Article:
She popped the donut in the air, And in her mouth it landed there She chewed it, smiled and gave a wink. “Mmmmmm! There’s nothing quite like glazed, I think.” —The Donut Chef, by Bob Staake
Achtung, vegans! Stop reading now and turn the page. The rest of this column is about a certain variety of yeast-raised, deep-fried donut coated with a sugar glaze and packing 40 calories a bite.
OK. Now that the vegans have departed in disgust, let’s get to it. A glazed donut is to coffee as chicken soup is to comfort. On that axiom, Dunkin’ Donuts (DD), Salt Lake City’s newest downtown eatery, has spent 60 years building a franchise business, primarily on the East Coast. Before the sun sets today, 5 million people will have visited a DD to buy a cup of coffee. Because coffee and donuts go together like the Lone Ranger and Tonto, those coffee drinkers also purchase billions of donuts in a year’s time.
I got hooked on DD coffee when I lived in Massachusetts. There, DD is as ubiquitous as the Red Sox logo. Even though there is nothing quite like a glazed donut and a cup of DD’s Arabica coffee, I was surprised that on the day DD opened its first store in Salt Lake City in late June, people queued before 4 a.m., waiting for the door to open. A week later, the lines inside the store backed up to the doors at mid-morning.
I take the eager crowds as an indication of a latent demand for donuts in a region of the country where it is easier to buy a fresh bagel than a fresh donut. Remember the hoopla and traffic jams when Krispy Kreme opened a donut store in Orem a few years back?
Utahns take unabashed pride in their food culture—fry sauce, Jell-O, ice cream and funeral potatoes. However, they tend to forget that Salt Lake City has its own unique donut history. In 1940, local brothers Al and Bob Pelton developed a recipe for making donuts from potato flour. They dubbed the confection a “spudnut.” In the 1950s, as DD was getting rolling in Massachusetts and Krispy Kreme was expanding in North Carolina, upward of 400,000 spudnuts were sold each day in franchises around the country. The Pelton brothers sold the company in 1968, and since then, the spudnut has languished. Nowadays, it’s hard to find one.
But Twinkies are back, and fancy donuts like “magenta hibiscus” or “chocolate with cacao nibs” are all the rage in New York City. The “cronut,” a donut lookalike made from fried croissant dough, is so popular there that customers are limited to two. Closer to home, DD finally has a foothold near the downtown library, and two stores are opening in Sugar House later this year; more than a dozen DDs are planned for Utah.
But, despite the name, DD is a coffee company. Donuts are a sidelight. Krispy Kreme, on the other hand, is a donut company that also sells coffee. I would expect Krispy Kreme donuts to dominate DD’s in a blind tasting. So, I set out to test the hypothesis.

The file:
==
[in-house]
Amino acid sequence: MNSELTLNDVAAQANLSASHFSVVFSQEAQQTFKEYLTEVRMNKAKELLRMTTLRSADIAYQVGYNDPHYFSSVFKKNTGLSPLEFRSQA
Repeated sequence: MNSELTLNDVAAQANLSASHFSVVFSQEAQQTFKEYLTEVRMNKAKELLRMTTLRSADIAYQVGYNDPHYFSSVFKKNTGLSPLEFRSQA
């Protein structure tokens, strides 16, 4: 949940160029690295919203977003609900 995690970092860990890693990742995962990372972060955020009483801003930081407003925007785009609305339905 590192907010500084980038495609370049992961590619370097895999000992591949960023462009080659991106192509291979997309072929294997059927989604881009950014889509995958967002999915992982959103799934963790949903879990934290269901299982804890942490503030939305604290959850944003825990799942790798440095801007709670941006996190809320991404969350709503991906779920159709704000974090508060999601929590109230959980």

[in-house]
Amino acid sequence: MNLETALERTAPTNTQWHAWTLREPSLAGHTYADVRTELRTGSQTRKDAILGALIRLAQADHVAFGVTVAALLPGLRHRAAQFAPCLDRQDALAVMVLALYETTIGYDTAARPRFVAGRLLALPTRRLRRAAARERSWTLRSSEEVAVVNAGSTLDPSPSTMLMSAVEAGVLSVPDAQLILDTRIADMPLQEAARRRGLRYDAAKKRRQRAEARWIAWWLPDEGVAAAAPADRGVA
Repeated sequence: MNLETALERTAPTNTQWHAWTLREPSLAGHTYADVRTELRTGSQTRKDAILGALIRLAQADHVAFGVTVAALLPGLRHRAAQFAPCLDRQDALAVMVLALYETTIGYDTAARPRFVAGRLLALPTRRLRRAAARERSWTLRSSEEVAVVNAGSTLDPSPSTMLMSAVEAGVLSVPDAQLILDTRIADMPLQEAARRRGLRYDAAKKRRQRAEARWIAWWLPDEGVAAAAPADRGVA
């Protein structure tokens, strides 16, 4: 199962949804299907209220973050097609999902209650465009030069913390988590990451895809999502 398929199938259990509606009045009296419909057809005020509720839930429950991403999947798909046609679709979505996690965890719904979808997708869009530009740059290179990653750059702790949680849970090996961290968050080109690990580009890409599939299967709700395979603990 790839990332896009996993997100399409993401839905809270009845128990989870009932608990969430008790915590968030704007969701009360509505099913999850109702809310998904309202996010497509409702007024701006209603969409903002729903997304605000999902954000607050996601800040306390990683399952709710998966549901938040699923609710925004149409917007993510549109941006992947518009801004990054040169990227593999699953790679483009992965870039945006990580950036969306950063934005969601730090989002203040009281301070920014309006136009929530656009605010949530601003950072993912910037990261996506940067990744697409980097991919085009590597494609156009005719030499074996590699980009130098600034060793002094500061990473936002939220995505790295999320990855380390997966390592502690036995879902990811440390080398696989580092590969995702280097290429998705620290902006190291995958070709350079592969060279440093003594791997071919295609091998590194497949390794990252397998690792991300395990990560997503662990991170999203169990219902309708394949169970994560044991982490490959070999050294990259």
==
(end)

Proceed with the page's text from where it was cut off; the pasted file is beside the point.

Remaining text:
First, I recruited a blue-ribbon panel of tasters: Jerre Wroble, former City Weekly editor and “halfway foodie”; her boyfriend, John Collins, a reserved man with bakery experience on his résumé; Frank Steffey, once a Marine Corps pilot, who doesn’t shrink from admitting that “donuts have been an important part of my diet for 60 years”; and Nancy Rasmuson, my ever-accommodating wife, who is not as fond of DD as I, but has been known to eat a DD cruller with a cup of hazelnut-flavored coffee. Vickie Steffey served as recorder.
Next, I bought glazed donuts from Krispy Kreme, Banbury Cross, Dunkin’ Donuts, Harmons, Smith’s, the Fresh Market on 2100 South, Redwood Road’s Sugarbabies Donut Works and Fresh Donut & Deli. I couldn’t find a spudnut. I chose the eight places so as to get a representative sample of local shops, grocery-store bakeries and donut chains.
The panel assembled on a Sunday morning for a blind tasting. Awaiting them was an array of eight glistening donuts identified only by a number. With a pot of DD coffee to cleanse their palates, the tasters tucked into the donuts, rating them in the categories of taste, texture and eye appeal. I must say, they comported themselves as if they were seasoned professionals.
An hour and two pots of coffee later, Vickie Steffey polled the panel and the results were tabulated. At the top of the list was a trifecta predicted by my wife days before: Sugarbabies Donut Works tied Banbury Cross Donuts for second place, with Fresh Market on 2100 South besting both by a single digit. I must say I was surprised, and in deference to the other five bakeries, I’ll leave it at this: As regards DD and Krispy Kreme, my hypothesis held: Krispy Kreme came in ahead of DD in the panel’s careful ranking. At the bottom of the list, the No. 8 donut was deemed irredeemably “heavy and dense.”
In the sweet afterglow of Salt Lake City’s first donut tasting, I got to thinking about the fact that beer consumption increases in an economic downturn. Could it be that desire for donuts correlates with some prevailing public sentiment, such as frustration with self-interested politicians? Perhaps there is a case to be made that swallowing a few glazed donuts makes swallowing the venality of politicians like John Swallow, the grandstanding of congressmen like Jason “Benghazi” Chaffetz, and the obstructionist mindset of senators like Mike Lee slightly less bitter. If so, DD could profit handsomely from a new variety—the Delectable Despair-Defeating Donut—sold only by the dozen.